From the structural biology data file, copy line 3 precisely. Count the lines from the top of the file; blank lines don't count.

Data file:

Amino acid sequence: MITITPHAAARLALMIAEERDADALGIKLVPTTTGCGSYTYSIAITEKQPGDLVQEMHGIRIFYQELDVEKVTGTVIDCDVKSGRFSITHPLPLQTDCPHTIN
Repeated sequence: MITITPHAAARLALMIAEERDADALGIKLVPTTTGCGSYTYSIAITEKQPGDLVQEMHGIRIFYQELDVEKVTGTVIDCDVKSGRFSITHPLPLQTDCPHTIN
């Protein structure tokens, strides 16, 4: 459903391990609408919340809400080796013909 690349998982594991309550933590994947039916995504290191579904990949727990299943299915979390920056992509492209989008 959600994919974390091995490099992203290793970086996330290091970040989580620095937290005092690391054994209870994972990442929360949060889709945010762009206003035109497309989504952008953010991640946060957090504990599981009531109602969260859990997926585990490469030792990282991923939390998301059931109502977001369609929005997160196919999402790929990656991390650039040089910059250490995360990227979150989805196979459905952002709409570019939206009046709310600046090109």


């Protein structure tokens, strides 16, 4: 459903391990609408919340809400080796013909 690349998982594991309550933590994947039916995504290191579904990949727990299943299915979390920056992509492209989008 959600994919974390091995490099992203290793970086996330290091970040989580620095937290005092690391054994209870994972990442929360949060889709945010762009206003035109497309989504952008953010991640946060957090504990599981009531109602969260859990997926585990490469030792990282991923939390998301059931109502977001369609929005997160196919999402790929990656991390650039040089910059250490995360990227979150989805196979459905952002709409570019939206009046709310600046090109």